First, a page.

Legislator aims at ticket scalpers

January 15, 1993|By Tom Bowman | Tom Bowman,Staff Writer

Psssst! Wanna buy a ticket?

The call of the ticket scalper would be silenced under a House bill that would bar scalping.

Del. Leon Albin, a Baltimore County Democrat, said he was spurred to file the legislation when he heard about an incident last year in which someone who bought 100 Oriole tickets at $13 each sold them through a newspaper advertisement for $85 per ticket.

"I think it's wrong," Mr. Albin said yesterday, shortly before a hearing on the bill before the Economic Matters Committee. "I think it's unfair to the public. It's profiteering."

About 26 states have laws against scalping. Baltimore has a law against scalping tickets at Oriole Park at Camden Yards. A Prince George's County law bans scalping at the Capital Centre in Landover.

The proposed statewide law calls for fines of up to $500 for the first offense and up to $1,000 for a second. It would apply to amateur and professional sports events, as well as to such entertainment as plays, concerts and movies.

The measure also would apply to anyone from out of state who sells tickets to Maryland events. But the bill would exempt individuals who sell their tickets at face value, authorized ticket agents for organizations and nonprofit groups.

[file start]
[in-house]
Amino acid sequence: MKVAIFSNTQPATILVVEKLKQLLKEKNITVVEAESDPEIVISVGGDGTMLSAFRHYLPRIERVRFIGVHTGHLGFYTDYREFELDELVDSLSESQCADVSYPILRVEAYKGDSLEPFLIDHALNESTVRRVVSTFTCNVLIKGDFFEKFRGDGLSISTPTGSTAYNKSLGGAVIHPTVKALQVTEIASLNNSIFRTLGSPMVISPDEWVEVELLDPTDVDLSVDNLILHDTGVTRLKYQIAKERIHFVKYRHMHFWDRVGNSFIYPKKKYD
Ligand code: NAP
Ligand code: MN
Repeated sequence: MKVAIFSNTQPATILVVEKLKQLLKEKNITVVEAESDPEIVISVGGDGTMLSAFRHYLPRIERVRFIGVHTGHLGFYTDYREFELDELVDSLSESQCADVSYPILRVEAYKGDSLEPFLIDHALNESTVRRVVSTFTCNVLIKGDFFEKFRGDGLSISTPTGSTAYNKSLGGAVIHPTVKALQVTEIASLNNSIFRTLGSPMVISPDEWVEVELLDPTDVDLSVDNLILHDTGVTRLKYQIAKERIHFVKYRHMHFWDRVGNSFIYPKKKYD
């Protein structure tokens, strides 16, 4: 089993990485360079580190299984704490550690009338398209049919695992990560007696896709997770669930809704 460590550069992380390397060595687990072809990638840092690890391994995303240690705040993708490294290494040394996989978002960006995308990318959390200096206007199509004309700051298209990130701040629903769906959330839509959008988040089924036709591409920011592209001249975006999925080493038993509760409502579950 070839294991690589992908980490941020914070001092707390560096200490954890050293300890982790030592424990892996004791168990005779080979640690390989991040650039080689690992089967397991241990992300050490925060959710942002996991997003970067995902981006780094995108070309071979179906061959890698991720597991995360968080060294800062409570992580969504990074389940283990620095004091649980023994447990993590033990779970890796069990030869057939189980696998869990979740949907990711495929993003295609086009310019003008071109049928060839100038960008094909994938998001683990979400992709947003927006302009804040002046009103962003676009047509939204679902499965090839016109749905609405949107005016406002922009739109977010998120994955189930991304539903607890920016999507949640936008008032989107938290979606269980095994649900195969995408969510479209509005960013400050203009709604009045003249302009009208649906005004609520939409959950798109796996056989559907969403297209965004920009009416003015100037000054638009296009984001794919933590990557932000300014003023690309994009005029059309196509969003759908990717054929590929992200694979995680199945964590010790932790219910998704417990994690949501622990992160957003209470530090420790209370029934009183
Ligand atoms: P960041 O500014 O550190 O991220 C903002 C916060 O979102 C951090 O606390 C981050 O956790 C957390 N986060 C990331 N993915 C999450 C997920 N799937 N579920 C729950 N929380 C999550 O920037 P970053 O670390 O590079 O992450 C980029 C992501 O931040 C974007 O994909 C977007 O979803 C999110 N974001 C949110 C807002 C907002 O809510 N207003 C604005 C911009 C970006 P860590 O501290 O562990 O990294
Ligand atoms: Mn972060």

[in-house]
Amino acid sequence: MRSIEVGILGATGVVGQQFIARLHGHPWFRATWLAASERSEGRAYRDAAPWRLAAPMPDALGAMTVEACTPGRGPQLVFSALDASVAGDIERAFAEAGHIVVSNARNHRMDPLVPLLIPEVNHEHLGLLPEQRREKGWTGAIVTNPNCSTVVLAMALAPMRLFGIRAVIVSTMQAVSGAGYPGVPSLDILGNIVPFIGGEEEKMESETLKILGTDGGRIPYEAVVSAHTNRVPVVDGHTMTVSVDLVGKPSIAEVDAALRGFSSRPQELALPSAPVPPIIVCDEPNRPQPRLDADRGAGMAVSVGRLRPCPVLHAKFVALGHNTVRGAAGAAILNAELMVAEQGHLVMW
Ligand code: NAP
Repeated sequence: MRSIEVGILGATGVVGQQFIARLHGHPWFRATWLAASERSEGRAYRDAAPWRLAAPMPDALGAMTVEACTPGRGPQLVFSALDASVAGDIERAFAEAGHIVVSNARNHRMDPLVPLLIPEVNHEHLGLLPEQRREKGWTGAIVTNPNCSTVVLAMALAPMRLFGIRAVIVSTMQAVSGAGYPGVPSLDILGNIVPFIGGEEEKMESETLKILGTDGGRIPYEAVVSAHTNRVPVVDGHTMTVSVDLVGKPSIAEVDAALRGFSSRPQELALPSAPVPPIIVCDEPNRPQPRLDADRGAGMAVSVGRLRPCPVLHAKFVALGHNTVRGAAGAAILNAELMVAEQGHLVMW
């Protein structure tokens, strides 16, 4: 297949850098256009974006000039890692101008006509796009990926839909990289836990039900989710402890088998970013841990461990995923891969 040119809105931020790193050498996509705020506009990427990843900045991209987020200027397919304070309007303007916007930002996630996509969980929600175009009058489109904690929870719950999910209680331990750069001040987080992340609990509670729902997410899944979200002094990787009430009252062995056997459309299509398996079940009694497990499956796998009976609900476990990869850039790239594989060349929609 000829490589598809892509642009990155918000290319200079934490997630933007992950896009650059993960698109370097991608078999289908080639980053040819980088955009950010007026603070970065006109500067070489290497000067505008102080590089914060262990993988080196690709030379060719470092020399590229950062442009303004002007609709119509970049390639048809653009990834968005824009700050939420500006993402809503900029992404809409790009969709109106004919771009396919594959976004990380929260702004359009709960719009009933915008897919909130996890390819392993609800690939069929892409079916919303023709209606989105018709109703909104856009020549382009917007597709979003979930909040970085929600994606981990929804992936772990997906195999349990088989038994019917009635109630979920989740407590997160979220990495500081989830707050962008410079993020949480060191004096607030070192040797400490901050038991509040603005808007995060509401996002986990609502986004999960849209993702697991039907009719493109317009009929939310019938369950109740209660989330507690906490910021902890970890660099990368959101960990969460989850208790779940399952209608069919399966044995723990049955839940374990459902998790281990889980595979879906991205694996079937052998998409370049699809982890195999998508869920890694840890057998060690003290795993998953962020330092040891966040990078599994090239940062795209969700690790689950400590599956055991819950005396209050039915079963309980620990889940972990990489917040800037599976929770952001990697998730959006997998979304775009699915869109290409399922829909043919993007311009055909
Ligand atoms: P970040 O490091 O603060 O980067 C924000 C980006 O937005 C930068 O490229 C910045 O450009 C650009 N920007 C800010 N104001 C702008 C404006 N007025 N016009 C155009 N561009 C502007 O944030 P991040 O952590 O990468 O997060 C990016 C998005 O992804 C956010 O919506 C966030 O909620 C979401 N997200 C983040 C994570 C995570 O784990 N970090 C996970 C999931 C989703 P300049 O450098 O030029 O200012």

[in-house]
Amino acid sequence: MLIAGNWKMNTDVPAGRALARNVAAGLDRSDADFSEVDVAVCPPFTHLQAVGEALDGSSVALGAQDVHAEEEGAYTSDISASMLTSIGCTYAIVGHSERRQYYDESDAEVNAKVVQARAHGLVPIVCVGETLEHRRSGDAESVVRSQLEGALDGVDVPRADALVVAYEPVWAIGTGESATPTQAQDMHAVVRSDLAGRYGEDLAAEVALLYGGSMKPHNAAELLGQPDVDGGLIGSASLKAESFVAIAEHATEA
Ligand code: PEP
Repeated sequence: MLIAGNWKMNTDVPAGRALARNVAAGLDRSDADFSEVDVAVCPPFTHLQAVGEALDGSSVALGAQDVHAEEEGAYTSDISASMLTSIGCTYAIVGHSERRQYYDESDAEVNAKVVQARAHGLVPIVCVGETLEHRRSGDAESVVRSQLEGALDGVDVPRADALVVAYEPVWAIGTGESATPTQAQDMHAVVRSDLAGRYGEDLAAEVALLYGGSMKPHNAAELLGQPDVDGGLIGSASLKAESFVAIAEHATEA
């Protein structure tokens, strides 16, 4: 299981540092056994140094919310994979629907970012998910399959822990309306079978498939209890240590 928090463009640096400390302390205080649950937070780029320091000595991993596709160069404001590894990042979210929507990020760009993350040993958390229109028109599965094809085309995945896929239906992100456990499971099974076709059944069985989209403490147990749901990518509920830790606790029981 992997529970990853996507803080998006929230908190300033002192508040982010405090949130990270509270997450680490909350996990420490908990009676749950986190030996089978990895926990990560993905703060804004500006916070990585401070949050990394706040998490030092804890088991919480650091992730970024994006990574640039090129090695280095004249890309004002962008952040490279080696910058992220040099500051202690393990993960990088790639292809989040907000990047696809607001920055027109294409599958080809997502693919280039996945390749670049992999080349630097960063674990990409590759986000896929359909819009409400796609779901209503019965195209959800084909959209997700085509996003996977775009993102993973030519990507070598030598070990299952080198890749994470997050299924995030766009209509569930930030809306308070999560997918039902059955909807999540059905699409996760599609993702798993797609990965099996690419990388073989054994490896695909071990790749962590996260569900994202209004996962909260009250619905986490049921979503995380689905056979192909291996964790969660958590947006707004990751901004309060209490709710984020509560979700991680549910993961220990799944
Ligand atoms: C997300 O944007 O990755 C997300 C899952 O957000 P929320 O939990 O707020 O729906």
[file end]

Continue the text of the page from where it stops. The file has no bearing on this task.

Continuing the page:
The bill would make a distinction between authorized agents and brokers, who buy blocks of tickets and sell them, often at higher prices. The latter would have to become licensed as vendors and could charge only the price of the ticket plus tax.

Authorized agents could levy a service charge of not more than )) $5 or 10 percent of the established ticket price. The bill sets no price limits for nonprofit groups, for example, groups that auction tickets.

Oriole Vice President Bob Aylward supported the bill in a letter to Mr. Albin, saying, "Our concern, of course, is that the average Oriole fan may be subjected to paying inflated prices for individual game tickets."

But Bruce C. Bereano, a lobbyist representing the Washington Area Ticket Brokers Association, said the bill would prevent the association's eight businesses -- including six in Maryland -- from charging what they want for tickets, forcing them to close.

"They are not scalpers," declared Mr. Bereano. "They are in business. They are brokers just like any other broker."

He labeled the measure a "ticket-fixing bill" that was "against competition and against a free market place."

And he said the law would be difficult to enforce.

Last year the Orioles sold out 67 of their 80 home games, including the last 59, said Rick Vaughn, their publicity director.

Some committee members appeared supportive. Del. Ann Marie Doory, D-Baltimore, spoke of the "free market," while committee Vice Chairman Elijah E. Cummings, D-Baltimore, said that he doubted the chances of the bill.

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